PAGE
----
In the Boy Scouts of America scouting program, there are 8 "Methods" used to achieve our goals of citizenship, character, and fitness. St. Thomas Troop 8 has an additional goal of "learning," which also sets us apart. How each troop implements the 8 methods and what emphasis they place on each determines the character of the troop. Some troops, for example, will place a larger emphasis on the outdoor adventure program, while others will focus more on uniforming and advancement/award programs.
The Eight Methods Are:
The ideals and values contained in the Scout Oath and Law. The St. Thomas Troop 8 program is firmly grounded in ideals and values, but in a quiet way. While we use the Scout Oath and Law as tools to get boys to think about such things, our view of ethics and values in the Catholic tradition goes well beyond such simplistic sayings. We quietly encourage boys to deepen their knowledge and thought about such issues, and explore their own faith.
Scouting provides a wonderful venue for boys to learn from "role models" of older men and women who are not their parents, and who can be at once friends and mentors. Troop 8 values this adult mentoring very highly, and actively seeks out younger 20- and 30-something leaders because the boys can identify with them. Boys and adult leaders are usually on a first-name basis, and form lasting friendships. More than a third of our former scouts found their careers because of the examples and mentoring of adult leaders in the troop.
Probably the most recognized feature of the scouting program, the Advancement Method sets goals and challenges for boys to work toward in order to get recognition through higher rank or "merit badges" that demonstrate special skill. Troop 8 uses the BSA Advancement program and has a number of boys who make Eagle Scout, but it would not be considered a central feature of our program. Our style is to work more toward internal than external motivation, and to be very rigorous about demanding high performance before awards are given. Troops that emphasize Advancement will have their program planned around getting badges, and a well-defined system to guide boys to earn things in order and on-time (and often as rapidly as possible).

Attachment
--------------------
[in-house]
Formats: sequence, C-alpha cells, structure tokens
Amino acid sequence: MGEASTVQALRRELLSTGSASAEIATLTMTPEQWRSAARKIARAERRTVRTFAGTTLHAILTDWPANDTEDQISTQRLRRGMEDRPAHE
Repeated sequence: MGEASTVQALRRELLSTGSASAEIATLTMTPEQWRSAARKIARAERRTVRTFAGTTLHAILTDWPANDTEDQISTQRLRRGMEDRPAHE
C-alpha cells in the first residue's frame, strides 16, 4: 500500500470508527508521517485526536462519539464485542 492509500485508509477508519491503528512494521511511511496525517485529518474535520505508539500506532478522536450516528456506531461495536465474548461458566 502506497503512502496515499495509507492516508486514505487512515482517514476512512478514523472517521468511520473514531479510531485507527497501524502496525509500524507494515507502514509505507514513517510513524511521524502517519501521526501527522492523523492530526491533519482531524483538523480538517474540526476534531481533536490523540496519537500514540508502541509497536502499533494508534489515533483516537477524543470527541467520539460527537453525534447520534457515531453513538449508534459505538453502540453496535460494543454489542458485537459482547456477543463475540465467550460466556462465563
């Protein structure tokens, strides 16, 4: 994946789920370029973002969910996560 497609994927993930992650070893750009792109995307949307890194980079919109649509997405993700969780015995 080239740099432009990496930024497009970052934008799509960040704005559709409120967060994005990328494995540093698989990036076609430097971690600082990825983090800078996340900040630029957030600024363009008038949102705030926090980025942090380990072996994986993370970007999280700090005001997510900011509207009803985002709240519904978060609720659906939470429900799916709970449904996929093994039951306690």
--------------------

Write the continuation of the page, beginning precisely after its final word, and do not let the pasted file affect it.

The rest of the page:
In Boy Scouting, the youth grow by taking responsibility. Troop 8 emphasizes youth leadership very strongly. Our youth choose the activities, set the budget for the year, determine safety plans, do instruction, and run the show. Boys who graduate from the program are usually so accustomed to leading that they are able to step directly into outdoor guiding jobs. Troops that do not emphasize youth leadership as much will have adults doing some or all of these tasks.
One of the ways that Scouting teaches youth leaders is by breaking the troop up into smaller gangs of boys, led by one or more Patrol Leaders. Patrols can be compared to "houses" like Gryffindor in the Harry Potter novels - groupings of boys of similar character who live and work together, with older boys serving as "prefects" and examples. Troop 8 runs a very well-developed patrol method structure, which keeps patrols intact from the moment a boy joins. Troops that do not emphasize patrol method will establish shorter-term, same-age, or temporary patrols for logistics reasons, but the boys won't really get to know each other or rely on patrol leadership.